The City of Melbourne has embarked on an overnight road to reduce traffic access on Princes Bridge to make way for a new Bicycle plan.
North bound traffic on Princes Bridge will have push their way to merge into one lane in order to to cross the river.
The City of Melbourne, under Lord Mayor Robert Doyle has pushed ahead with the lane closure in spite community opposition by the RACV, VicRoads, and local Residents.
Residents South of the Yarra say they have been cut-off and access to the city is now limited.
There is no other viable alternative mans of crossing the River East of Princess Bridge. The Swan Street Bridge is already congested as is the case to the Queens Street Bridge to the West.
The City of Melbourne claim that the lane closure is a trial and that the Council will evaluate its impact following a 3 months trial
The City of Melbourne say that Princes Bridge is used by over 5,500 cyclists a day yet official VicRoads figures show only 3000 bikes have been recorded crossing the bridge in summer. A recent independent survey taken last week showed that less than 2000 bikes where using the St Kilda Road bike lanes.
The City Council is engineering congestion. T^he Princes Bridge will be the sixth lane closure in the City constricting traffic movement. Other roads include Albert St, Latrobe Street, Queensberry Street and Macaulay Road with plans for more City roads to be reduced to single lane traffic.
Police and emergency services are also concerned at the level and safety of access to the city.
Motorists parked on LatTrobe street are reporting insufficient room to park the car. Drivers are running the risk of opening car doors into on coming traffic. It is only a matter of time before someone is seriously injured. the City Council will be forced into removing car parking along LaTrobe street all together.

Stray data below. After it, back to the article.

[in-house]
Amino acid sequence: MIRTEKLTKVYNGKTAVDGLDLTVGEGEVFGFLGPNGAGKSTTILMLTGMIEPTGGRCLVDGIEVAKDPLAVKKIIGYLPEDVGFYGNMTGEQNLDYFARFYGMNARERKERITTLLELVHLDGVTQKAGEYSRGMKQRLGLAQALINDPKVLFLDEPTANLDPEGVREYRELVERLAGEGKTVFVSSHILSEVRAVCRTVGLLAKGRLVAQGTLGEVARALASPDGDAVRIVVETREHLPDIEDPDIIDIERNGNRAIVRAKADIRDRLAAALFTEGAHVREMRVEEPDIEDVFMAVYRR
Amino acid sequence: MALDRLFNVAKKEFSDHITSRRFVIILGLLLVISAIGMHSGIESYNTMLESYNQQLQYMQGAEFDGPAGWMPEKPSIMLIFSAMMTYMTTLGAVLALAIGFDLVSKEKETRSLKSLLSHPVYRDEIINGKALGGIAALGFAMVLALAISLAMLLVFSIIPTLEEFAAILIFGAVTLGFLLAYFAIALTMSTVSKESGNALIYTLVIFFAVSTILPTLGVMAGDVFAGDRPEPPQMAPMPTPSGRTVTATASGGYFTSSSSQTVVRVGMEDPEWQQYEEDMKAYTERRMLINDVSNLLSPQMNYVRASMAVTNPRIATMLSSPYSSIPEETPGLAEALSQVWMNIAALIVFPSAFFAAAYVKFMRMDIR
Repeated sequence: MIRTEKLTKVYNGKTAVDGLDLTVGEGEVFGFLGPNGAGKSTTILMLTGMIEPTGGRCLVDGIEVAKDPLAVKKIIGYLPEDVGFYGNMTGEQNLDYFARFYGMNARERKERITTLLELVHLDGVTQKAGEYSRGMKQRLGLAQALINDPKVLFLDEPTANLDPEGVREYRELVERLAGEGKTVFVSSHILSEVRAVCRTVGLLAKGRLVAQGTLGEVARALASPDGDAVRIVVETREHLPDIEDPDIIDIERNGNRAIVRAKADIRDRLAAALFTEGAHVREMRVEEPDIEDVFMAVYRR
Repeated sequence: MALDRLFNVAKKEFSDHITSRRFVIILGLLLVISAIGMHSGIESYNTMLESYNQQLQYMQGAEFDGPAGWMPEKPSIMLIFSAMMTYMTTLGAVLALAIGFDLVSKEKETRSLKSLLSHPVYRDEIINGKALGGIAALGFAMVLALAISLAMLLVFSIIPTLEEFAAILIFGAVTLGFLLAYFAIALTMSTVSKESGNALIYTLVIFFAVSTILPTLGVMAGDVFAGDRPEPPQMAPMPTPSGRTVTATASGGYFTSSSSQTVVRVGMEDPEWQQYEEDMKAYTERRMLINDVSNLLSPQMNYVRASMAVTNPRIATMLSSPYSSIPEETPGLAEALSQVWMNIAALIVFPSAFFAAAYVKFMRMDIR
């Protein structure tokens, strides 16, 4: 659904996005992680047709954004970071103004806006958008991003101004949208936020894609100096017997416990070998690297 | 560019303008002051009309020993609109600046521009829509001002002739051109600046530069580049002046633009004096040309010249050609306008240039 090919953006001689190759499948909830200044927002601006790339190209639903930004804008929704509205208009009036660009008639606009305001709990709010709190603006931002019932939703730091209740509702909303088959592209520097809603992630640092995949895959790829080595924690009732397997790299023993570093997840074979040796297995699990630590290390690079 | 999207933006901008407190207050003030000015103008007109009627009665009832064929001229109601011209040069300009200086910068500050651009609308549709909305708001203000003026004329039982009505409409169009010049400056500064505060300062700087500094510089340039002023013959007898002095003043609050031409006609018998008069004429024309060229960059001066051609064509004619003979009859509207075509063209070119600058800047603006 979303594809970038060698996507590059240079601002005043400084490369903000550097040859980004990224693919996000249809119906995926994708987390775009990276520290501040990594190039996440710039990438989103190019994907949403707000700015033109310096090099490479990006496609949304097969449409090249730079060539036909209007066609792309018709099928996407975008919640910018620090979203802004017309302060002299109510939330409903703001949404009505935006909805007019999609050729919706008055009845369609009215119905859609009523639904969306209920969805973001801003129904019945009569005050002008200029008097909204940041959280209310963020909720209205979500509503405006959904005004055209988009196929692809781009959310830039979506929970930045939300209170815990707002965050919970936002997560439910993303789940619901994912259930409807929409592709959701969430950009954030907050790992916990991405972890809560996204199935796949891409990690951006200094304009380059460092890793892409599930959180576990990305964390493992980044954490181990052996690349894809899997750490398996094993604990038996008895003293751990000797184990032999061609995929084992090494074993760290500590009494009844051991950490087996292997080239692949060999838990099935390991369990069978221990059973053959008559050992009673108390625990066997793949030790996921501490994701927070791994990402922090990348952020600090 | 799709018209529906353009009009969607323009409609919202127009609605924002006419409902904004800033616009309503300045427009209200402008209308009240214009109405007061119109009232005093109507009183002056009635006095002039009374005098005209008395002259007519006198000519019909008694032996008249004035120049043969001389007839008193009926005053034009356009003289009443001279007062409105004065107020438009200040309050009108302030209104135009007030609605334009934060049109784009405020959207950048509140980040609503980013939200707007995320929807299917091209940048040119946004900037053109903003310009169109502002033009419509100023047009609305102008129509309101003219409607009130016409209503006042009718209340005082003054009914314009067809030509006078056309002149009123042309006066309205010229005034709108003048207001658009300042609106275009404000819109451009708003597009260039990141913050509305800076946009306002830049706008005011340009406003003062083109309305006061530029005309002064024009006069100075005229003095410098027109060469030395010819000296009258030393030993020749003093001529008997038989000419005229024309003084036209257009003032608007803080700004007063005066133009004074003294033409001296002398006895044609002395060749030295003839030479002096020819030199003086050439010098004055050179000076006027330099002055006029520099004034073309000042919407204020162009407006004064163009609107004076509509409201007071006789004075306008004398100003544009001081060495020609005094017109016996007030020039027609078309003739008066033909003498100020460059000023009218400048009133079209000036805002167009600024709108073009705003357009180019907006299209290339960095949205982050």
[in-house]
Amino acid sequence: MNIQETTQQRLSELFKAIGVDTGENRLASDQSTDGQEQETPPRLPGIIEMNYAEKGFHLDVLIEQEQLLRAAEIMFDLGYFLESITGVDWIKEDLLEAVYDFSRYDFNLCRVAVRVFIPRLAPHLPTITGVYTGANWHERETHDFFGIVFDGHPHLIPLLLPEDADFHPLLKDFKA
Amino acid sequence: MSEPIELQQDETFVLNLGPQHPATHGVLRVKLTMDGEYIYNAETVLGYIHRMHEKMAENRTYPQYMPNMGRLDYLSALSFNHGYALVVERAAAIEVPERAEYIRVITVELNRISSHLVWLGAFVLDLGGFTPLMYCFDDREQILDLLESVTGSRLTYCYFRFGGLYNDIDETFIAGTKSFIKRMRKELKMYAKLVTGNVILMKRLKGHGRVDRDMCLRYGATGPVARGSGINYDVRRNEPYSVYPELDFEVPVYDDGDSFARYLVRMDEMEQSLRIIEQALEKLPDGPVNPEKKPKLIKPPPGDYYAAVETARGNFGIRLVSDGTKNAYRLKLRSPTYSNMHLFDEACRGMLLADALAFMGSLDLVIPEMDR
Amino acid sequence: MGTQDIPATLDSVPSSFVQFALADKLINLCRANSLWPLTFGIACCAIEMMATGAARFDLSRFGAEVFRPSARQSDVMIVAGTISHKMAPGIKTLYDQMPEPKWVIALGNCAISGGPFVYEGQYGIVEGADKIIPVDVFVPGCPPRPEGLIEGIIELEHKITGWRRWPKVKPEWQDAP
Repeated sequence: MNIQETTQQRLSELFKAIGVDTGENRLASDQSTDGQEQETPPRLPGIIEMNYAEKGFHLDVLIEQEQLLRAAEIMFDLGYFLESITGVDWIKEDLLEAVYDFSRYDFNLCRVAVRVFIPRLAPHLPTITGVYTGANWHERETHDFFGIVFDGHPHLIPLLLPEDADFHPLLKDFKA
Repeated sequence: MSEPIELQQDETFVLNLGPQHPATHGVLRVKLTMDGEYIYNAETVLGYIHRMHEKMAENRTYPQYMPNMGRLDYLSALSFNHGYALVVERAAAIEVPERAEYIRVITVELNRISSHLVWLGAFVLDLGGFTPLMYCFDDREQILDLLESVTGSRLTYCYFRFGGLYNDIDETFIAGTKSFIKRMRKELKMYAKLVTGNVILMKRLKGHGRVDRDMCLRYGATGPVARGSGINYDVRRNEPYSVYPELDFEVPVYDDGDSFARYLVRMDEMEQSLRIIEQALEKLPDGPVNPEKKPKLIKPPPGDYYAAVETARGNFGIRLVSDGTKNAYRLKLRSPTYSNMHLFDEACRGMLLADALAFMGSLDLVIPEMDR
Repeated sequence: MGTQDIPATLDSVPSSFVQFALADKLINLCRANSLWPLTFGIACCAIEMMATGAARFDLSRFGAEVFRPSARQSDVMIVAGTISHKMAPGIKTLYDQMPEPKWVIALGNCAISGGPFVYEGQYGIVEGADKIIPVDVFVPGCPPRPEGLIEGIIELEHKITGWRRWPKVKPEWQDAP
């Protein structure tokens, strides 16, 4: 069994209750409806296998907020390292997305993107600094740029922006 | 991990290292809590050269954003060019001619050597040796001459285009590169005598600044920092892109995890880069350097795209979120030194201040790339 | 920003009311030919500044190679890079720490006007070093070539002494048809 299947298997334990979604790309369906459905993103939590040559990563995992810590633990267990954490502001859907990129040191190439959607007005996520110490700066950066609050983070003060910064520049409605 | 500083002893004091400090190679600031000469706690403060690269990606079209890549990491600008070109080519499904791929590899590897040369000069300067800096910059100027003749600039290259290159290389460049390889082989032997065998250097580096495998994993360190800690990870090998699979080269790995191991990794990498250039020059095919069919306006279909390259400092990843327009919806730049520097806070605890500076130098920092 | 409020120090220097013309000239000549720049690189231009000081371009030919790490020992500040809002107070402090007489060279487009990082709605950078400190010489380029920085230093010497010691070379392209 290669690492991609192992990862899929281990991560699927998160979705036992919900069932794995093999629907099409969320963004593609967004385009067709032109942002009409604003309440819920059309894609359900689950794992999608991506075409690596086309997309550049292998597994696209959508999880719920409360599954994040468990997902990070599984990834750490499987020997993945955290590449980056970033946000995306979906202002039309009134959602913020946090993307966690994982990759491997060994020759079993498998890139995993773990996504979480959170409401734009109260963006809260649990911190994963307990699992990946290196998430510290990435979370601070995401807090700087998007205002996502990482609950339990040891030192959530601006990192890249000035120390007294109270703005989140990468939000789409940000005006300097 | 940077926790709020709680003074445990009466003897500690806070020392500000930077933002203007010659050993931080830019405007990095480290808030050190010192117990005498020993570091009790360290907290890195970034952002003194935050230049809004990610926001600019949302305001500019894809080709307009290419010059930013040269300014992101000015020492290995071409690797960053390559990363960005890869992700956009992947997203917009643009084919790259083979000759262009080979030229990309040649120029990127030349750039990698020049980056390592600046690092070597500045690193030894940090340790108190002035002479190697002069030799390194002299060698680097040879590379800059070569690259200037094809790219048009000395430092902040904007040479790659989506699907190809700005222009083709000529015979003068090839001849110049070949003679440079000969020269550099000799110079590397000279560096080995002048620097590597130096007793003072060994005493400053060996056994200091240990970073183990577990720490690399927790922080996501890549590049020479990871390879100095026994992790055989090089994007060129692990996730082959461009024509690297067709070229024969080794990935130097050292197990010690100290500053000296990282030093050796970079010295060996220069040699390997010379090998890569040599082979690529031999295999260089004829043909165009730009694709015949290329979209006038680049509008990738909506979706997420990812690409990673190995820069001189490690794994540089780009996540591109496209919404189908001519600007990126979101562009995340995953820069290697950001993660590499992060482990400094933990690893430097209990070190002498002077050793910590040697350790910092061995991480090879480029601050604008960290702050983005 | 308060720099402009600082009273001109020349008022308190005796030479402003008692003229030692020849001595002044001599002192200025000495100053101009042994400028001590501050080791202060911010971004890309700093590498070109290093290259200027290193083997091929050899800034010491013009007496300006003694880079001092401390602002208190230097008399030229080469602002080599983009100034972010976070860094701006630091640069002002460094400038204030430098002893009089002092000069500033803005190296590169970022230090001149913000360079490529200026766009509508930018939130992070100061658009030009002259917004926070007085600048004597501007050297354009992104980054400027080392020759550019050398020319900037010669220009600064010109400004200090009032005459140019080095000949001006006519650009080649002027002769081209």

The City of Melbourne has had to make a number of changes to the Latrobe Street design and they still have not got it right.
Traffic traveling Eats along Queensberry Street say they are forced to use a single lane even though there is no bicycles using the bike lane.
Last night the City of Melbourne ignored community concern that the Council was about to spend $300,000 on constructing a bike path along Neil Street Carlton. A Street that has no traffic and very few bicycles using it. Estimated to be less than 30 bikes a day. The Neil Street plan is opposed by all community groups including Melbourne Bicycle Users Group MBUG.
The push for lane closures and the construction of bike lanes is the work of Geoff Robinson, City Engineering and Rob Adams, director of Urban design
Geoff Robinson had to spend the money now before the end of the financial year or risk losing funding.
The current City Council has not voted on the Princes Bridge project
which is proceeding under delegation and decision made by the previous
Council. Melbourne Lord Mayor Robert Doyle, who had previously campaigned on a policy to limiting the growth of bike paths, has become captive to the Greens and the bike lobby. It is understood that a majority of the elected Council is also opposed to the Princes Bridge closure. The suggested trail will uncountably become permant as divers are forced to queue to access the City.
The City Council last night also rejected a proposal to use the millions of dollars collected in a congestion tax to be used to provide free inner city public transport. A proposal that was rejected by the Council and the Two Greens who refused to even consider it.